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September 24, 2014, 08:38:26 PM
 #11

If Blockchain.info did a MtGox are my coins safe as I have a note of my bitcoin address (the long number/letter thing)

That depends on what "did a MtGox" means, since we still don't know exactly what happened there...

I thought I answered all of these in my first post here, but maybe I was unclear.

If blockchain.info is hacked or if they have a crooked employee, there's some chance they will be able to steal your bitcoin (see my first post...)

If blockchain.info disappears, than as long as you have a recent* backup, (via one of the backup mechanisms on their web page), than you will be able to recover your bitcoin.

*by recent, I mean you haven't created any new receiving addresses since your last backup.

(ignore the generalization from Velkro which doesn't apply to blockchain.info...)
LFC_Bitcoin
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September 24, 2014, 08:40:43 PM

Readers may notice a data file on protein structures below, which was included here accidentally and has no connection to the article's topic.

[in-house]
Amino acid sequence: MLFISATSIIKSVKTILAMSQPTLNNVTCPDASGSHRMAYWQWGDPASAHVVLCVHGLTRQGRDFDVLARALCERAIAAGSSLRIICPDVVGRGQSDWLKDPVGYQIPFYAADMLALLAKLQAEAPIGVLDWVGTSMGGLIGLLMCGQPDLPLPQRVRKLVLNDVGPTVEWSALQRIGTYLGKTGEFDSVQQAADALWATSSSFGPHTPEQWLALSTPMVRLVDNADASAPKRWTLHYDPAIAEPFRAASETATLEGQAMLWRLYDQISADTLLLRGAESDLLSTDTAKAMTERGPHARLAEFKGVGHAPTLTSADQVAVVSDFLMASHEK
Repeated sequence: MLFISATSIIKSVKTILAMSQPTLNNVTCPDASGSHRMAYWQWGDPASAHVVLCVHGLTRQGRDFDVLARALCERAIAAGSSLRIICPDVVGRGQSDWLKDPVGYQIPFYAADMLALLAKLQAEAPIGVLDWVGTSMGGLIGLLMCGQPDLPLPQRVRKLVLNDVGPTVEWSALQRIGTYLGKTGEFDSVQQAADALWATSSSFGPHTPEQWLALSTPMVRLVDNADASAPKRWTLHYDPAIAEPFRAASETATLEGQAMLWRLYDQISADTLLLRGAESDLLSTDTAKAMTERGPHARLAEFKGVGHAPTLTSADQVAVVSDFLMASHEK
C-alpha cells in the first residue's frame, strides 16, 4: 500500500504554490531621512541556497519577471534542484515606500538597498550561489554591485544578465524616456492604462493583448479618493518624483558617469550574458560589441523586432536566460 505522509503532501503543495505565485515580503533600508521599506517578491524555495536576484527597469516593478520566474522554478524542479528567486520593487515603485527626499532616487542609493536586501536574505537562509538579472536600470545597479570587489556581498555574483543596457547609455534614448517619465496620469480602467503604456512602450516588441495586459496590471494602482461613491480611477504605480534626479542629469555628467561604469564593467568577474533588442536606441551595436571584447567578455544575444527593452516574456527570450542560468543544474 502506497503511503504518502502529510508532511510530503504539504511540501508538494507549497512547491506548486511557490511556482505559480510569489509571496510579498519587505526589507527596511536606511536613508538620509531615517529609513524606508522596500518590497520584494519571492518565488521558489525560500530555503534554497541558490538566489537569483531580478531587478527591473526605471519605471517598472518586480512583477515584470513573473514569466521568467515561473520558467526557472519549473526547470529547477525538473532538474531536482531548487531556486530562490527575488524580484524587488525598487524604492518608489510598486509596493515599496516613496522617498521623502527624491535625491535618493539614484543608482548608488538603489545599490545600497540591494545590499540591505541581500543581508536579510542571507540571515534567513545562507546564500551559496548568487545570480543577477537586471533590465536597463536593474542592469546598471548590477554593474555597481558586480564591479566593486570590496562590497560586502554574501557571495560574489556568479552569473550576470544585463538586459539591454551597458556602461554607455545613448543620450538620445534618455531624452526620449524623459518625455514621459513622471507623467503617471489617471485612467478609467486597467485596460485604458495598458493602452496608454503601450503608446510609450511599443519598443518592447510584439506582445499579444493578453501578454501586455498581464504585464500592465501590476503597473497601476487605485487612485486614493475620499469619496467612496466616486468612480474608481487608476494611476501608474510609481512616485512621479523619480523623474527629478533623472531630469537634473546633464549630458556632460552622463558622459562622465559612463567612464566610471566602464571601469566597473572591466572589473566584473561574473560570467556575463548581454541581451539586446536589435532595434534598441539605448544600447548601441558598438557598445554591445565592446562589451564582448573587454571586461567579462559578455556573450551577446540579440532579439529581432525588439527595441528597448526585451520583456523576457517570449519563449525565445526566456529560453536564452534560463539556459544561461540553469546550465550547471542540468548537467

#12

If Blockchain.info did a MtGox are my coins safe as I have a note of my bitcoin address (the long number/letter thing)

That depends on what "did a MtGox" means, since we still don't know exactly what happened there...

I thought I answered all of these in my first post here, but maybe I was unclear.

If blockchain.info is hacked or if they have a crooked employee, there's some chance they will be able to steal your bitcoin (see my first post...)

If blockchain.info disappears, than as long as you have a recent* backup, (via one of the backup mechanisms on their web page), than you will be able to recover your bitcoin.

*by recent, I mean you haven't created any new receiving addresses since your last backup.

(ignore the generalization from Velkro which doesn't apply to blockchain.info...)


Thank you.